No, FUF is lairy in a good way. It’s reminiscent of Boards Of Canada in thick synth and solid beats only. Unlike so many practitioners who think they can take us to a beautiful place in the country with some lazy boom-bap and analogue tones, Tobacco makes the aesthetic his own. Out of the window flies any pretence of hauntology or wack po-facedness. Instead, beats and fuzzed melody are the prime currency.

And it’s great. It’s punk rock electro, only without the stress of trying to keep up with a restless Kid606 or Phantomsmasher. This is pop music in full force, but without the usual condescension that accompanies such a description, or the lameness of a La Roux or Passion Pit. Pop-punk electro? Well it’s gone in 36 minutes and you’re left with a pure high, much like the imminent Ear Pwr record, so why not. It’s Anticon through and through, but without any emo hand-wringing or half-baked politics.

The revolutionary forces of long-play dubstep are massing on the autumnal horizon, with their thrilling brand of darkness and murk. Until then, we have the summer, both physically and musically. And while that hard rain may soon fall, here is a shot of aural vitamin C to help us make the most of the rising mercury.

05 June 2009

Isis – Wavering Radiant

Conspiracy Records (2009)

Doyens of the post-metal scene bring forth their fifth full-length album. Are Isis still bringing the celestial goods, or is their radiance wavering?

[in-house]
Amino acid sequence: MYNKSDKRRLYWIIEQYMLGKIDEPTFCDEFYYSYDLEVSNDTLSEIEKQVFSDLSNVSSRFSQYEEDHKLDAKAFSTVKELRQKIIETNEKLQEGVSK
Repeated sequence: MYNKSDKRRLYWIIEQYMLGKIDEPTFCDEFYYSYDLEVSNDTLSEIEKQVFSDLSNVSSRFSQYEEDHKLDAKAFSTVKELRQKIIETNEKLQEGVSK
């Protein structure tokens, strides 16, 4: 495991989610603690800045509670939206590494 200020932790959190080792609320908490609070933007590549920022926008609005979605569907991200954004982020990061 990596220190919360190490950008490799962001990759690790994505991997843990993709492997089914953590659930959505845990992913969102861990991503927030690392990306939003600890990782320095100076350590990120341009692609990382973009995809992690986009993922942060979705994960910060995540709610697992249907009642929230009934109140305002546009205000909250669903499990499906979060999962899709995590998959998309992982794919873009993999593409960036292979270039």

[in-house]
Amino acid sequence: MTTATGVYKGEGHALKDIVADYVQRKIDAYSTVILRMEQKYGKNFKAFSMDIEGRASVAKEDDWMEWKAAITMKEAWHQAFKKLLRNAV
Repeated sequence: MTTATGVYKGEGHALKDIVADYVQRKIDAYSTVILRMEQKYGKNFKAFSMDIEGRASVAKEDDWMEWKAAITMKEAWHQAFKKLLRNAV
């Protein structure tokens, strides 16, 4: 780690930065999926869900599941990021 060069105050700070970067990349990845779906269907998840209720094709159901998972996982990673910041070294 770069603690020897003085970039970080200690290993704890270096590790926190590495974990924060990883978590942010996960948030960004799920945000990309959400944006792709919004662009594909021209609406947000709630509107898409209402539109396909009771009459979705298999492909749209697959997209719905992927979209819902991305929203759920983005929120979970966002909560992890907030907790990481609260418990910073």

It takes a while to realise, but Wavering Radiant is a different Isis album. The last time this happened was 2002, when Aaron Turner’s full time job (apart from running Hydra Head, natch) transformed, butterfly style, from brutal sludge metal to something altogether more delicate. Celestial to Oceanic was one of the more eye-opening musical metamorphoses of the decade, which meant the conservative follows-up, Panopticon and In the Absence of Truth, greatly disappointed.

Nothing seemed to be going on with the last brace; the music gradually watered down until stagnant. Fans of metal’s more brutal side longed for a new Old Man Gloom album, which might at least give Turner a chance to let his musical hair down, away from the pressure of being post-metal standard-bearer.

Despite initial listens, Wavering Radiant brings the goods. Listening to it is an actual pleasure, rather than some grim rite of passage one must undergo in order to hold an opinion. The Isis sound, debuted proper on the 2002 album, is still present and correct, but only in as much as they are Isis. To diss them for that in itself would be akin to complaining if Dizzee Rascal raps on his next album. There are, after all, more pertinent reasons to criticise this album.

While the opening songs are fair enough, and the album is one of those that improve as they progress, the mood is much of a muchness. There is clean, skeletal, metal throughout, with change in neither pace nor demeanour. We get the obligatory quiet bits and loud bits, but that dynamic has now become a singular entity. It is expected, and we hope for more than this binary these days.

There are times when Isis subtly alter their mood, most interestingly when they take influence from outside. Tool’s Adam Jones apparently plays on two songs, though it’s unclear, to listen, which these are. However, the LA band’s influence permeates. The basslines on Wavering Radiant bounce and jolt with that familiar, elastic, property, while the riffs occasionally shift into rhythmic intensity. The seismic six-string shifts on songs like ‘Hand of the Host’ and ‘20 Minutes/40 Years’ are the sort not heard from this band in years. It is no coincidence that these are highlights.